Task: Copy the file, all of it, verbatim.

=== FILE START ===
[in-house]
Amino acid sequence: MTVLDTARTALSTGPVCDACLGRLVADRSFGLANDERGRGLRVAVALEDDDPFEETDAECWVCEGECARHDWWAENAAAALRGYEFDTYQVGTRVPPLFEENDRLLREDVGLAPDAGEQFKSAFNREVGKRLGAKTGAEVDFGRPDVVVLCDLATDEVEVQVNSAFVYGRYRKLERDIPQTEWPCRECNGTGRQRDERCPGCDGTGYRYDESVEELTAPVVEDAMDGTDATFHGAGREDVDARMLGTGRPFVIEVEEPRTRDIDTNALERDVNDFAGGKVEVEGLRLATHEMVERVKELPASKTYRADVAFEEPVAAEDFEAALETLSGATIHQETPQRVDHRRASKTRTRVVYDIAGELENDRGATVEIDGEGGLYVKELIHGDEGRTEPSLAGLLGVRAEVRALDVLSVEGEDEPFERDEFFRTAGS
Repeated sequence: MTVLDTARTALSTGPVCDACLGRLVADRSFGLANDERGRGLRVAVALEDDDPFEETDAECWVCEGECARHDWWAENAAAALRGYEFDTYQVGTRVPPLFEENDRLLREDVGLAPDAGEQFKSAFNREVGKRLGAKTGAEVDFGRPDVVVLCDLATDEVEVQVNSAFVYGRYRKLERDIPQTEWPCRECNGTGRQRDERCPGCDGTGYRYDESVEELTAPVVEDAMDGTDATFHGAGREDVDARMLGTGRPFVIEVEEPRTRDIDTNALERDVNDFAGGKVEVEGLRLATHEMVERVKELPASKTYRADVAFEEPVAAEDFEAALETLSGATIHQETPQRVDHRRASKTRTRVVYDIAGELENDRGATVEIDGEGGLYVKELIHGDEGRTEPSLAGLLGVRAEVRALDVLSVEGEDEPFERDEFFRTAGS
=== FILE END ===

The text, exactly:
[in-house]
Amino acid sequence: MTVLDTARTALSTGPVCDACLGRLVADRSFGLANDERGRGLRVAVALEDDDPFEETDAECWVCEGECARHDWWAENAAAALRGYEFDTYQVGTRVPPLFEENDRLLREDVGLAPDAGEQFKSAFNREVGKRLGAKTGAEVDFGRPDVVVLCDLATDEVEVQVNSAFVYGRYRKLERDIPQTEWPCRECNGTGRQRDERCPGCDGTGYRYDESVEELTAPVVEDAMDGTDATFHGAGREDVDARMLGTGRPFVIEVEEPRTRDIDTNALERDVNDFAGGKVEVEGLRLATHEMVERVKELPASKTYRADVAFEEPVAAEDFEAALETLSGATIHQETPQRVDHRRASKTRTRVVYDIAGELENDRGATVEIDGEGGLYVKELIHGDEGRTEPSLAGLLGVRAEVRALDVLSVEGEDEPFERDEFFRTAGS
Repeated sequence: MTVLDTARTALSTGPVCDACLGRLVADRSFGLANDERGRGLRVAVALEDDDPFEETDAECWVCEGECARHDWWAENAAAALRGYEFDTYQVGTRVPPLFEENDRLLREDVGLAPDAGEQFKSAFNREVGKRLGAKTGAEVDFGRPDVVVLCDLATDEVEVQVNSAFVYGRYRKLERDIPQTEWPCRECNGTGRQRDERCPGCDGTGYRYDESVEELTAPVVEDAMDGTDATFHGAGREDVDARMLGTGRPFVIEVEEPRTRDIDTNALERDVNDFAGGKVEVEGLRLATHEMVERVKELPASKTYRADVAFEEPVAAEDFEAALETLSGATIHQETPQRVDHRRASKTRTRVVYDIAGELENDRGATVEIDGEGGLYVKELIHGDEGRTEPSLAGLLGVRAEVRALDVLSVEGEDEPFERDEFFRTAGS